Start by imagining CGI on steroids, a future version of the computer-generated imaging that today enables battalions of post-production wizards working for movie-makers like James Cameron and Peter Jackson to put up on the screen real- seeming 3D renderings of anything that anyone can dream up.

Add to that the successor to the virtual reality technology now used in Google goggles, which relocates those digital fantasies from the screen into the real space all around us, but swap the goggles for contact lenses or neural implants.

Combine that with the power to convincingly simulate the feel of touching objects that don't exist, which haptic gloves can currently approximate, and extend that capacity to your whole body, whose entire anatomy will become an exquisitely sensitive, interactive input device, the nth gen of game controllers like Wii and Kinect.

Throw in superb 360-degree sound, plus a way to trigger micro-spurts of the molecules that cause the sensations of smell and taste.

Miniaturize everything down to the atomic scale, which is where computing is already going, so that the gizmos that do all this are featherweight and forgettable.

Store the content – the entertaining stories and experiences that this technology delivers – in the cloud, which is where more and more software is heading now, so that it's ubiquitous, available (for a price) to anyone in any place at any time.

And just as advances in processing power have turned laptops into animation and recording studios, imagine that this new entertainment content will be produced not only by the Comcasts and NewsCorps and Activisions, but also by scrappy startups, and kids in dorm rooms.

Think of the porn that will make possible.

And the first-person shooters.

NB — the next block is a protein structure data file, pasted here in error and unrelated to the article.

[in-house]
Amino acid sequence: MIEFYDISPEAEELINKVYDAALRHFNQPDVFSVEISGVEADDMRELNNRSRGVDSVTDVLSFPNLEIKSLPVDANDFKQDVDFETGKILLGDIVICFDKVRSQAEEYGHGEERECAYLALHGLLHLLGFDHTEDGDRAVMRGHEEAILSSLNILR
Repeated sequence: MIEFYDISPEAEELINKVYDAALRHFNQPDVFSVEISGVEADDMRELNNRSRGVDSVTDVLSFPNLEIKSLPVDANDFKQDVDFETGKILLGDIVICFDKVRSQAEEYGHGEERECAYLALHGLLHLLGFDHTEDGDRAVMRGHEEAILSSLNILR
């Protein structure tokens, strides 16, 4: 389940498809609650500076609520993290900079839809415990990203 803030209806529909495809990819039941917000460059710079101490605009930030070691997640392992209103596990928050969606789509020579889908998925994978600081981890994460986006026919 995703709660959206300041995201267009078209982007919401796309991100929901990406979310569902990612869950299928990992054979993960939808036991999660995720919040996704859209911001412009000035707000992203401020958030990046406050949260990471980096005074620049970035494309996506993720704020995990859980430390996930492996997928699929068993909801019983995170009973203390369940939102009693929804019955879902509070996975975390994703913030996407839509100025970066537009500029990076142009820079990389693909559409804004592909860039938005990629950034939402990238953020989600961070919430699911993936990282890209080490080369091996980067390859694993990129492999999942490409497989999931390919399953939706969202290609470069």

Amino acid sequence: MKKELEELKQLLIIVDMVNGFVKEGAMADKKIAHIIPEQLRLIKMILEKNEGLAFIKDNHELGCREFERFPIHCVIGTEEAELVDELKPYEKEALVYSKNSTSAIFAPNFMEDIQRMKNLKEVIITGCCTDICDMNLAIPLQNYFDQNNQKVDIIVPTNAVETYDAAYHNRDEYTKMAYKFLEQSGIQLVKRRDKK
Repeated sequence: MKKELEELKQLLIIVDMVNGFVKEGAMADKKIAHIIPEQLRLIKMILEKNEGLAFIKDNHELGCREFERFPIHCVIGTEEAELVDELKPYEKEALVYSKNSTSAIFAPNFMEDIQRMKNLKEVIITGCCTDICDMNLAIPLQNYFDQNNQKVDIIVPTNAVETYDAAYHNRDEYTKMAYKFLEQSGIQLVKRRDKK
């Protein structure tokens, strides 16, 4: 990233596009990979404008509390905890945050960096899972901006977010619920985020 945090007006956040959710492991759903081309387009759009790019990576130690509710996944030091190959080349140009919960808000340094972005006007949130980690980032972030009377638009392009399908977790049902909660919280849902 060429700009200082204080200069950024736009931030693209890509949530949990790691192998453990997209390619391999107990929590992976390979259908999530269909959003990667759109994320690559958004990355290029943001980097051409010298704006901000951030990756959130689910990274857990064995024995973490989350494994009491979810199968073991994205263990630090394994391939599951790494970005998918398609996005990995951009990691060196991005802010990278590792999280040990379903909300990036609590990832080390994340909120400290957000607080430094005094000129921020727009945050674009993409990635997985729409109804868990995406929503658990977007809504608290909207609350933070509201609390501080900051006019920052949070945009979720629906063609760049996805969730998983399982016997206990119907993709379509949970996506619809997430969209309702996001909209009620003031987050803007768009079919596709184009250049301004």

And the trips to the rain forest, the Sistine Chapel, the moon, the gates of heaven and of hell.

It's not a question of whether the technology to confect and convey this digital dream, or nightmare, will one day exist; it's only a matter of when.

In 1975, as molecular biologists were recognizing the potential dangers of the recombinant DNA technology then becoming widespread, ” target=”_hplink”>no scientific evidence connecting the dots between exposure to video game violence and actual violent behavior.

But there's plenty of ” target=”_hplink”>debate ” target=”_hplink”>depicts torture as an ” target=”_hplink”>intelligence. ” target=”_hplink”>Jane Mayer reported, the dean of West Point flew to Hollywood to meet with 24's writers and producers to explain that real U.S. soldiers – instead of paying attention to their teachers and their textbooks; instead of learning that torture is wrong, counterproductive, inefficient and produces false intelligence – were instead trusting the instruction about interrogation methods that they were tacitly getting from a fictional, made up TV show.

The NRA is obscenely wrong about the relation between gun regulation and gun violence. But before we dismiss its case about popular culture out of hand, we might want to take seriously the way that entertainment thrills, enthralls, enrages, instructs and inspires us, all of us, no matter how sophisticated and media- savvy we may think we are. One fine day, awesome technology will enable the pleasure industry to pretty much erase the line between simulation and reality. I wonder whether we'll arrive at that point without first having wrestled with the consequences that might follow from that fun.

Marty Kaplan is the ” target=”_hplink”>USC Annenberg School for Communication and Journalism. Reach him at